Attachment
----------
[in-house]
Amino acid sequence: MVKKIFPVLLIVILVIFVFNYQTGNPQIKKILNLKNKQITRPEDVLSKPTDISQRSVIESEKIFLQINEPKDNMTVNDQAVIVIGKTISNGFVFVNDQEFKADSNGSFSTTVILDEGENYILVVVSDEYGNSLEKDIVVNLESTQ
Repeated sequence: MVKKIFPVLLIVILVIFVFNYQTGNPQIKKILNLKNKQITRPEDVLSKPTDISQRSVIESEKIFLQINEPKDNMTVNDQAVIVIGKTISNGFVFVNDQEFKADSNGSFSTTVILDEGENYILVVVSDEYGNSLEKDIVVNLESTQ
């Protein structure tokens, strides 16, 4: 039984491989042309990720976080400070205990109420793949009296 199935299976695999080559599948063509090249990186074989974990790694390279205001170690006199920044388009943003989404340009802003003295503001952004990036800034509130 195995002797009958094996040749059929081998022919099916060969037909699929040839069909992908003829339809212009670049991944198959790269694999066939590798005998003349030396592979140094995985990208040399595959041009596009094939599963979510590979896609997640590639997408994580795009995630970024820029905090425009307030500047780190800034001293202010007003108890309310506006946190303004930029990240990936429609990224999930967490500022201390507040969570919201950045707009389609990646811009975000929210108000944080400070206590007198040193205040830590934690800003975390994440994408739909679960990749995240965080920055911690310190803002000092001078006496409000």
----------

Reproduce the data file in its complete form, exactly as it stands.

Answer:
[in-house]
Amino acid sequence: MVKKIFPVLLIVILVIFVFNYQTGNPQIKKILNLKNKQITRPEDVLSKPTDISQRSVIESEKIFLQINEPKDNMTVNDQAVIVIGKTISNGFVFVNDQEFKADSNGSFSTTVILDEGENYILVVVSDEYGNSLEKDIVVNLESTQ
Repeated sequence: MVKKIFPVLLIVILVIFVFNYQTGNPQIKKILNLKNKQITRPEDVLSKPTDISQRSVIESEKIFLQINEPKDNMTVNDQAVIVIGKTISNGFVFVNDQEFKADSNGSFSTTVILDEGENYILVVVSDEYGNSLEKDIVVNLESTQ
């Protein structure tokens, strides 16, 4: 039984491989042309990720976080400070205990109420793949009296 199935299976695999080559599948063509090249990186074989974990790694390279205001170690006199920044388009943003989404340009802003003295503001952004990036800034509130 195995002797009958094996040749059929081998022919099916060969037909699929040839069909992908003829339809212009670049991944198959790269694999066939590798005998003349030396592979140094995985990208040399595959041009596009094939599963979510590979896609997640590639997408994580795009995630970024820029905090425009307030500047780190800034001293202010007003108890309310506006946190303004930029990240990936429609990224999930967490500022201390507040969570919201950045707009389609990646811009975000929210108000944080400070206590007198040193205040830590934690800003975390994440994408739909679960990749995240965080920055911690310190803002000092001078006496409000």